It would seem to make perfect sense that with the advent of Uber and Lyft rideshare options, fewer people would risk driving while intoxicated. In fact, Uber actually reported a decline in drunk driving in a number of major cities since the service began in San Francisco in 2010, and at least a few independent studies agreed. One study found that in four boroughs of New York City, there has been a 25-35 percent decline in the number of alcohol-related car accidents since Uber showed up in 2011.

This reduction is fairly significant—about 40 fewer alcohol-related collisions each month in each of the NYC boroughs (excluding Staten Island). Other studies are less enthusiastic about ridesharing services decreasing the number of drunk driving accidents. The American Journal of Epidemiology found no correlation between Uber and the number of traffic fatalities after studying 100 densely populated U.S. counties.  

Are Those Who Would Drive Drunk Reasonable Enough to Call an Uber?

While it stands to reason that being able to hail an Uber or Lyft would decrease the number of inebriated drivers on the roadways, you have to remember that, generally speaking, those who would drive drunk may not be the best decision makers. Uber begs to differ, releasing a report in 2015 which found that in several major cities Uber fares increased dramatically during the times DUI accidents are most likely to occur. In the city of Seattle, Uber found a 10 percent decrease in DUI arrests.

Further Reading: Sharing the Road with Self-Driving Cars

No Solid ‘Across the Board’ Findings

The most recent study has found that access to Uber or Lyft does not uniformly slash DUI-related accidents, and that Uber has a distinctly different effect on crashes from city to city. The specific differences may be related to local characteristics such as public transportation. A team of researchers looked at the history of car accidents between 2013 and 2016 in four major cities: San Antonio, TX, Portland, OR, and Reno and Las Vegas. Uber is the largest ridesharing business in each of these cities.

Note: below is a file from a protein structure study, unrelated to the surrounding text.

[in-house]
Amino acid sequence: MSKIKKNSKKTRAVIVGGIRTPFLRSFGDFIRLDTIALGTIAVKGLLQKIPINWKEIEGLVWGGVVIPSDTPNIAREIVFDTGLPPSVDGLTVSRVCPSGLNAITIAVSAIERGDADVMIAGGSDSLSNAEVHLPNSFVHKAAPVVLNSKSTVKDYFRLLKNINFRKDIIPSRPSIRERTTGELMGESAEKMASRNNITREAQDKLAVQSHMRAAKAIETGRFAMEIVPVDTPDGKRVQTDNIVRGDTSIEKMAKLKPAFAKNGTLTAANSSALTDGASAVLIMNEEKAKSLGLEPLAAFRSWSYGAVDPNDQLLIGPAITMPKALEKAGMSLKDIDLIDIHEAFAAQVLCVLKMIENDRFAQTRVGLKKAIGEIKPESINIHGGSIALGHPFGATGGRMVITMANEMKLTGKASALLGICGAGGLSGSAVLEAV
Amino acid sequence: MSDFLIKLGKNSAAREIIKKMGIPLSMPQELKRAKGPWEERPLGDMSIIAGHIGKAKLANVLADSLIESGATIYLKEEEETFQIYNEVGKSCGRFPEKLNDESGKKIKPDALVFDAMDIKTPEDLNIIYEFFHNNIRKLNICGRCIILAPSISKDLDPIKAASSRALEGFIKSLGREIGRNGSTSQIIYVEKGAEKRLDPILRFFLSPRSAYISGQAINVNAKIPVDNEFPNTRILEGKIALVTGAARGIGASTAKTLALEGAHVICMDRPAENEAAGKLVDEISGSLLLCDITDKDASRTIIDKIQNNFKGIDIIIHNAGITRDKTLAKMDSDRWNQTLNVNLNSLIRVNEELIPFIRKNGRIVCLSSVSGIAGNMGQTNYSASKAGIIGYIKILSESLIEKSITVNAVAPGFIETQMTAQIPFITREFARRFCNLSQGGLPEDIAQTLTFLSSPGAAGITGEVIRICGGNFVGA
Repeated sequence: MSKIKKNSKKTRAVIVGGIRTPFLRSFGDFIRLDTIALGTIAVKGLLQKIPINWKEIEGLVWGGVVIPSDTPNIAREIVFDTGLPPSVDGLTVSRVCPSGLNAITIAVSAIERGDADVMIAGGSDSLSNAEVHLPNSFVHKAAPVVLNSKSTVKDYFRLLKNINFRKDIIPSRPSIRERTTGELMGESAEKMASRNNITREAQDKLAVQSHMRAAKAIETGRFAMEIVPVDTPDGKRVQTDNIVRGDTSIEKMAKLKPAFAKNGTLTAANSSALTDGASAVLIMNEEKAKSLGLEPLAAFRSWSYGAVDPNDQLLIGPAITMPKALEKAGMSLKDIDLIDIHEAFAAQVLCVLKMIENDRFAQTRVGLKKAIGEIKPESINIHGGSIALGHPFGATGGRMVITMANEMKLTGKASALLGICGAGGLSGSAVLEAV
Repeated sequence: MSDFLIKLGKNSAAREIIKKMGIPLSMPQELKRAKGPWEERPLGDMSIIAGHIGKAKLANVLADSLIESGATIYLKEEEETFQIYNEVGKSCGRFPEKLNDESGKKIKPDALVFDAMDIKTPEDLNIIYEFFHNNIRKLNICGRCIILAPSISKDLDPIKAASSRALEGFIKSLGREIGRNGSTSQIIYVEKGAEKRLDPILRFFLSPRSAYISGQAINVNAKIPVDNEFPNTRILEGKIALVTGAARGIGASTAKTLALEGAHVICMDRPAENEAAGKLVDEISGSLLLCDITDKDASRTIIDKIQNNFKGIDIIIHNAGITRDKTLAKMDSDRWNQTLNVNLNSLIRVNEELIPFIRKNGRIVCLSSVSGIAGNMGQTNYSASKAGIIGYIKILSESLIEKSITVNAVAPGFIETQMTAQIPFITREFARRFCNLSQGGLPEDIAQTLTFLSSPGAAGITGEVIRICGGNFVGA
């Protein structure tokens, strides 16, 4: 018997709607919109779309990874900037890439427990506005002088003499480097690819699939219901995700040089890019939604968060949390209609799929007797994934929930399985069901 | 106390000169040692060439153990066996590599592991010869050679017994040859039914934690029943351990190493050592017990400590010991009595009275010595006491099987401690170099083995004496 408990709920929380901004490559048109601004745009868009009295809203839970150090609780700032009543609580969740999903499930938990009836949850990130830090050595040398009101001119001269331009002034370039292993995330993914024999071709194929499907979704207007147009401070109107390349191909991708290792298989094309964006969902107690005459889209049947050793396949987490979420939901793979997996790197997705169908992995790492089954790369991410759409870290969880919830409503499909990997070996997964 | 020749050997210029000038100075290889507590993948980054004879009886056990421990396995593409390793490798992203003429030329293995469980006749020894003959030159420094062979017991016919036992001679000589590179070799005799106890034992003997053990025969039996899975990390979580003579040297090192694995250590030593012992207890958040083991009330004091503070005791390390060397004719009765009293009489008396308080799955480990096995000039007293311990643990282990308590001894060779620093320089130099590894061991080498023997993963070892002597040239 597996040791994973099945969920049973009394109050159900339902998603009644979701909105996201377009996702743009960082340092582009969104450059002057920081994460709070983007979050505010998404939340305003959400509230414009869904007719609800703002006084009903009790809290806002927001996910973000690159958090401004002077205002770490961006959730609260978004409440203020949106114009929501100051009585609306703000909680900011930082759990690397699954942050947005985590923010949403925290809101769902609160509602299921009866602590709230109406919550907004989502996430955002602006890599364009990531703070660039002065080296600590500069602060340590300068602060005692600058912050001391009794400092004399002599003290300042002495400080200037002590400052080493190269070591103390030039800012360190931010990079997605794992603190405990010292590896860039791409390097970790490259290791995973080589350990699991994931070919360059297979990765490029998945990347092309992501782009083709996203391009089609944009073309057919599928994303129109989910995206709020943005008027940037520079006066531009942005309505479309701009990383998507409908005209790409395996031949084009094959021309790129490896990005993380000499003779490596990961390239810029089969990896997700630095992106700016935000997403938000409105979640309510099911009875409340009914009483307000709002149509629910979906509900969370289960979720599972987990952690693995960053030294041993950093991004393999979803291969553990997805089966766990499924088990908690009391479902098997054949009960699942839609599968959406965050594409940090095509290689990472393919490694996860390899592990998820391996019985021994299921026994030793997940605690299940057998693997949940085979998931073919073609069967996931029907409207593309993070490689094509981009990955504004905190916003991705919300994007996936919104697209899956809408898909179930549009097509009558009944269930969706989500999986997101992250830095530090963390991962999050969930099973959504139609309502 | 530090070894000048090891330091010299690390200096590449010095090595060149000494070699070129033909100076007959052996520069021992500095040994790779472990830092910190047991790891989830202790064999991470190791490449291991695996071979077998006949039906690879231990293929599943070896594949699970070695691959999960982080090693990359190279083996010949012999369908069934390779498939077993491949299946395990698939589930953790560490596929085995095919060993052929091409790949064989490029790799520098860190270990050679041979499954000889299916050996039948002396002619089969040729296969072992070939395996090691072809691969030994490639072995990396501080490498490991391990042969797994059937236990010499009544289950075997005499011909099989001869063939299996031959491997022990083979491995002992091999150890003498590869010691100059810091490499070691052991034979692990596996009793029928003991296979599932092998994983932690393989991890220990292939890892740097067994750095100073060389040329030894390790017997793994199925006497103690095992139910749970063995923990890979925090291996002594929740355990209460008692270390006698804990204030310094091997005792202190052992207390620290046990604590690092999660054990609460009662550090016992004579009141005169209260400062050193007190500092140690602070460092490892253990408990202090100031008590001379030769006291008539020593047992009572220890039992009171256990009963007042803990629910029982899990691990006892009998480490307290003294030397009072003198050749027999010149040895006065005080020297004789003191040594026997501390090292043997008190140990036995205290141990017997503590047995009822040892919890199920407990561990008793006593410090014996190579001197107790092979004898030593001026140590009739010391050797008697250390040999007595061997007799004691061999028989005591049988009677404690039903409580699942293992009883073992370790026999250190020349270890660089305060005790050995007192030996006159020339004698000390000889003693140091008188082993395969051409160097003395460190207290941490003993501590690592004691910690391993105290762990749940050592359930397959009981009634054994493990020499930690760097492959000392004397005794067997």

While DUI crashes diminished by an astonishing 60 percent in Portland, once Uber came to town, there was no decrease at all in Reno. Which begs the question of why one city would show such a huge decrease in DUI accidents after Uber began operating there, and another city would show no change at all. The other two cities—San Antonio and Las Vegas—showed some decreases in alcohol-related car crashes due to Uber, but not nearly as big a drop as Portland.

Interestingly, Portland has more public transport options than Reno, which would seem to prompt a bigger decrease in alcohol-related accidents in Reno, where there were fewer public transport options…yet it did not. In the end, the researchers could not explain why one city would show such a decrease in alcohol-related accidents and another would not, other than the fact that the effects of ride sharing on drunk driving varies from city to city.  

DUI Car Collisions a Primary Cause of U.S. Deaths

Car collisions are the number one cause of fatalities among Americans between the ages of 13 and 25. About 35,000 people of all ages are killed on U.S. highways, and about a third of all deadly crashes are directly attributable to alcohol. It would seem reasonable to assume that ridesharing services could certainly provide a good alternative to driving under the influence. Cities which want to promote this idea will likely be designing informational programs with these facts in mind.

Contact Our Colorado Springs Car Accident Lawyers

Colorado Springs car accident injury lawyer greg green of the green law firmIf you or someone you love is injured in an accident by a drunk driver, it is important to contact an experienced and skilled Colorado Springs car accident lawyer. Contact the experienced Colorado Springs car accident attorneys at the Green Law Firm today to schedule a no-obligation consultation and discuss your case. Call us today at 1-719-694-8515.